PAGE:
Seeing the whole sun front and back simultaneously will enable significant advances in space weather forecasting for Earth, and improve planning for future robotic or crewed spacecraft missions throughout the solar system.

These views are the result of observations by NASA's two Solar TErrestrial Relations Observatory (STEREO) spacecraft. The duo are on diametrically opposite sides of the sun, 180 degrees apart. One is ahead of Earth in its orbit, the other trailing behind.

Launched in October 2006, STEREO traces the flow of energy and matter from the sun to Earth. It also provides unique and revolutionary views of the sun-Earth system. The mission observed the sun in 3-D for the first time in 2007. In 2009, the twin spacecraft revealed the 3-D structure of coronal mass ejections which are violent eruptions of matter from the sun that can disrupt communications, navigation, satellites and power grids on Earth.

STEREO is the third mission in NASA's Solar Terrestrial Probes program within the agency's Science Mission Directorate in Washington. NASA's Goddard Space Flight Center in Greenbelt, Md., manages the mission, instruments and science center.

STEREO spacecraft (Artist's view)

The Johns Hopkins University Applied Physics Laboratory in Laurel, Md., designed and built the spacecraft and is responsible for mission operations.

The STEREO imaging and particle detecting instruments were designed and built by scientific institutions in the U.S., UK, France, Germany, Belgium, Netherlands and Switzerland.

To view the image with supporting visuals and information, visit:

For information about NASA and other agency programs, visit:

Images, Text, Credits: NASA / Goddard Space Flight Center.


Mars Express puts craters on a pedestal

ESA - Mars Express Mission patch.

4 February 2011

ESA’s Mars Express has returned new views of pedestal craters in the Red Planet’s eastern Arabia Terra.

Arabia Terra on Mars

Craters are perhaps the quintessential planetary geological feature. So much so that early planetary geologists expended a lot of effort to understand them. You could say they put craters on a pedestal. This latest image of Mars shows how the Red Planet does it in reality.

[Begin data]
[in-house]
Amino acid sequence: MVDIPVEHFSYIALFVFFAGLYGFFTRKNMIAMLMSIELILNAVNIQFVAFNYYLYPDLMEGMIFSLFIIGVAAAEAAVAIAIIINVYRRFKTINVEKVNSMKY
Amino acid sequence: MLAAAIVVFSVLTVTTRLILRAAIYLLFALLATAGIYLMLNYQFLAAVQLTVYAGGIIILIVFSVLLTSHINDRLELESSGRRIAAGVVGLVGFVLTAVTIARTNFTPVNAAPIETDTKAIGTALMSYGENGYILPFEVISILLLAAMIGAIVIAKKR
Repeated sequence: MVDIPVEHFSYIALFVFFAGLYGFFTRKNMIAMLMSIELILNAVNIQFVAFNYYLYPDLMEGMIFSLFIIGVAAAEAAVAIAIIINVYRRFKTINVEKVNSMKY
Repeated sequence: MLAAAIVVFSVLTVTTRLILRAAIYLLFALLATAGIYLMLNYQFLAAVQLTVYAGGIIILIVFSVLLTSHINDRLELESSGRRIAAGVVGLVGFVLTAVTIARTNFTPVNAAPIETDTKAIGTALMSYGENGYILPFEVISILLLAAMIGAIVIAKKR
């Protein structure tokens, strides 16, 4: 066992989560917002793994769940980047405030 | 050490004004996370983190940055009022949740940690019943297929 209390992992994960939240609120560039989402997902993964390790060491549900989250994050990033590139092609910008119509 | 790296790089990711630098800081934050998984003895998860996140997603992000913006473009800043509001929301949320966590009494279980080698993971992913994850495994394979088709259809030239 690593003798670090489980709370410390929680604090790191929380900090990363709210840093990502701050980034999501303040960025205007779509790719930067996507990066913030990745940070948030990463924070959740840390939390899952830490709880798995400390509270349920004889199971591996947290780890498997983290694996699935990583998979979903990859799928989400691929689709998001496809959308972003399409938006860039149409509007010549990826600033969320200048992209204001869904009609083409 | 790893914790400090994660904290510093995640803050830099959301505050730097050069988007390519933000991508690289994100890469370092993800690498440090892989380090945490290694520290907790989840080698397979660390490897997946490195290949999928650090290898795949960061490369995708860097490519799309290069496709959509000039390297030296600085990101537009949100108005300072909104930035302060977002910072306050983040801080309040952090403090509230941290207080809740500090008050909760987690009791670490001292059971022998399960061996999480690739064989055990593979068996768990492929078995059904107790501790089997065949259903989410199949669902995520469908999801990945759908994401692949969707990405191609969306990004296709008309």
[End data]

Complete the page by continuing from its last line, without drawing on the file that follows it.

Craters are the result of impacts by asteroids, comets and meteorites. In a pedestal crater, the surrounding terrain is covered by pulverised rock thrown out of the crater. This material creates a platform or pedestal around the crater often with steep cliffs, and is usually rich in volatile materials such as water and ice.

Arabia Terra in context

Arabia Terra is part of the highlands of Mars, stretching east to west across 4500 km in the northern hemisphere, and named for a feature drawn on Giovanni Schiaparelli’s 19th-century map of Mars.

The whole area is characterised by steep-sided hills, valleys and ancient impact craters that have been extensively resurfaced by old lava flows and modified by profound erosion over millions of years. The eastern areas rise up to 4 km above the low-lying north-western parts. To the north, Arabia Terra drops and blends into the northern lowlands.

Arabia Terra in perspective

Pedestal craters are visible in this new view of a 159 km by 87 km region of eastern Arabia Terra, taken by the High Resolution Stereo Camera on ESA’s Mars Express orbiter.

Arabia Terra Elevation

The large crater to the top centre has a pedestal that looks like a skirt, rising almost up to the crater rim. Mounds and table mountains on the floors of the larger craters show layered deposits that could be the result of volcanic processes, or that may have been deposited by wind or water.